Panic has hit Kenyan Parliament after reports emerged that 17 legislators and parliamentary staff have tested positive for Covid-19.
According to multiple sources, the Ministry of Health told the Speakers to cancel the special sitting of both Houses because some of the MPs had tested positive.
A number of MPs were randomly tested last week and their results came out on Monday, causing panic and anxiety in the bicameral House.
“They are suspecting 17 Members of Parliament have been tested and turned positive. The information is not clear but it’s members and staff. So that is the reason why the House was suspended,” a legislator said on condition of anonymity.
We cannot reveal their identities because it is against the law to reveal someone’s health status without their permission.
A senator told the Star the Speaker made the late evening announcement to protect other members from contracting the disease.
Senators, Members of the National Assembly and staff have been undergoing voluntary tests for Covid in Parliament Buildings since last week.
More than 200 members who have undergone the test, including the Speakers, have been receiving their individual results from the Ministry of Health.
But Senate Speaker Kenneth Lusaka discounted the claims as rumours, saying it was not easy to tell the condition of the members unless they personally said so as the results were issued privately.
The Speaker reiterated that they called off the sittings following the declaration of cessation of movement in Nairobi and its environs by President Uhuru Kenyatta.
“People should not spread uncalled for rumours. That was voluntary testing and the results are given to the person who has been tested,” he said.
He added: “The person who knows whether anybody is positive or negative is the person who has been tested himself and the Ministry of Health. Anybody [else] talking about it is just a rumour. I can tell you I personally tested and I was negative.”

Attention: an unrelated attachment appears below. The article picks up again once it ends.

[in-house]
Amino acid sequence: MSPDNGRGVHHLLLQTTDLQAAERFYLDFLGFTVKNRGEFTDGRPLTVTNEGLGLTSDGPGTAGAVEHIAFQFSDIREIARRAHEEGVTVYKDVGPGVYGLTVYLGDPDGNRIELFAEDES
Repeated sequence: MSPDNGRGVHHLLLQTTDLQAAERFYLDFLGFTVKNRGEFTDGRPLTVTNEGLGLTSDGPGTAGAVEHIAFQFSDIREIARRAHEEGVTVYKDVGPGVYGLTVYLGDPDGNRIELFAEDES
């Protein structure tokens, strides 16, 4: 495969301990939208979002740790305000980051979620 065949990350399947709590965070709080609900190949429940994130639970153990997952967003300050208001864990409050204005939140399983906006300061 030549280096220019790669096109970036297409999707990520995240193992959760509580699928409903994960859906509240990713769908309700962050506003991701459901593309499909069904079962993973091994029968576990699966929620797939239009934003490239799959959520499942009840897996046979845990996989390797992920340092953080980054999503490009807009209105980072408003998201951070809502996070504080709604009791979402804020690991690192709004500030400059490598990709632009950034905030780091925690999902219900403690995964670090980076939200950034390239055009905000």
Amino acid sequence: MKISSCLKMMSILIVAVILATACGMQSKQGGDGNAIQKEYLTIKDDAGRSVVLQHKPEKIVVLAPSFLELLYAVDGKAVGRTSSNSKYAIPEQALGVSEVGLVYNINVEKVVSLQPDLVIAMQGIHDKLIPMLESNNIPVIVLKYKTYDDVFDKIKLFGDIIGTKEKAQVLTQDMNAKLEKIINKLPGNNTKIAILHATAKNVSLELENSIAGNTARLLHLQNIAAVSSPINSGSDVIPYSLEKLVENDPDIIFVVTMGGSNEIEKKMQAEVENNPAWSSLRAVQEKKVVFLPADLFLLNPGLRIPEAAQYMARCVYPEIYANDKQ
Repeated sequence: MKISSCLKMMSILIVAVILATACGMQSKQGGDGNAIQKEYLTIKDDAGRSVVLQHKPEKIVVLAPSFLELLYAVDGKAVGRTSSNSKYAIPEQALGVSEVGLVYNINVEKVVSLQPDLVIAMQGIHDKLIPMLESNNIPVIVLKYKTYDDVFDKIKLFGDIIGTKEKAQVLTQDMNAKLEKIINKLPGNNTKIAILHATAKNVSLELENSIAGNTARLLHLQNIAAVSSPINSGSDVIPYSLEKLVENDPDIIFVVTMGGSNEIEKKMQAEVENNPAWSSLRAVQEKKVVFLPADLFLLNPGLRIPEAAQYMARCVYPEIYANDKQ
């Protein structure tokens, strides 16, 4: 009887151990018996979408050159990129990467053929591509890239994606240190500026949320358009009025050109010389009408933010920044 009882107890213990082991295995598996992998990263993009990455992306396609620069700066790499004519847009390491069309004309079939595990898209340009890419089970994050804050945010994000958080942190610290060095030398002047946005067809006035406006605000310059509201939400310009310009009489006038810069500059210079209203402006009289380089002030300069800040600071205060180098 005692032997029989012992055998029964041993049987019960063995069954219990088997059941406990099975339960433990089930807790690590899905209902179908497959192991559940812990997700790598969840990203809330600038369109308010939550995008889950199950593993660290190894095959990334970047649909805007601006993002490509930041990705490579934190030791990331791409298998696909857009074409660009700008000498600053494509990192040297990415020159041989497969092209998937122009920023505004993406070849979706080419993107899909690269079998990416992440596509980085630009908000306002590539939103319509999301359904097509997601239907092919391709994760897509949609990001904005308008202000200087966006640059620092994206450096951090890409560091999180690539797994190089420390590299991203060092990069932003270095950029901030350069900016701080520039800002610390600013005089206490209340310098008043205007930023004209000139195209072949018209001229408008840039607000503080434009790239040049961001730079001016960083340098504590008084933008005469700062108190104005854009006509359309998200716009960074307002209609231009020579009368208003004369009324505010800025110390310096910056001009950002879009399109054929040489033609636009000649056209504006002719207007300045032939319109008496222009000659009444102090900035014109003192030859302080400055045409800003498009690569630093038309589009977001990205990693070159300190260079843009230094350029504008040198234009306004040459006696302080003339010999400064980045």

He said the ‘rumours’ and anxiety could be caused by delays in releasing the results of some members by the Ministry of Health.
National Assembly Minority Leader John Mbadi said the decision to cancel Wednesday’s special sitting was to allow MPs who participated in the voluntary testing to get their results.
The Suba North MP said it would have been reckless for the House to defy the health officers’ advisory and proceed with the special sitting.
“The reason why the sitting was cancelled – what I was made aware – is that MPs were tested on Friday and Saturday. The Ministry of Health advised that it would be reckless for us to have a sitting before the statuses were confirmed,” Mbadi said on the phone
In their communication to the members on Monday evening, Lusaka and his National Assembly counterpart Justin Muturi cited the President’s cessation order.
“In the circumstances, it has, therefore, become necessary to inform you that it will not be possible to hold the sittings of the Houses of Parliament as scheduled, until further notice,” they said in their message to all Members of Parliament.
However, National Assembly clerk Michael Sialai has confirmed the members will reconvene on Tuesday next week in line with its calendar.
“Hon Members, please note that what the Speaker of the National Assembly called off yesterday evening was the special sittings of the House scheduled for Wednesday, April 8, 2020. The Calendar of the House, including the resumption of the sitting on 14th April, remains as resolved by the House on March 17, 2020,” Sialai’s communication reads.
Last week, the Parliamentary Service Commission set up screening and testing tents for members and staff at Parliament Buildings.
In a message to MPs, the leadership of the Houses urged the lawmakers to voluntarily take the tests.
“MPs and staff are free to be tested at two tents at National Assembly and Senate gates. Please take note,” a message sent to the lawmakers reads.
Sources disclosed the move was necessitated by fact that some members had just returned to the country from countries hit by the virus.
Some members and staff had been on mandatory self-quarantine. A week ago, some of them took to the social media to celebrate and thank God for the successful completion of the 14-day quarantine.
They included Eldas MP Adan Keynan, Naomi Shaban (Taita Taveta), Aaron Cheruiyot (Kericho) and George Khaniri (Vihiga). They had travelled to the UK and jetted back early last month.
On March 17, Senate Majority Leader Kipchumba Murkomen caused panic in the chamber after he said that some members of the House travelled in the same plane with a person who was confirmed to have contracted the disease.
Yesterday, Sialai in a communication to MPs seen by the Star cited “review of the health and safety arrangements relating to the reassurance of the health of members and parliamentary staff” as the reason behind the postponement.
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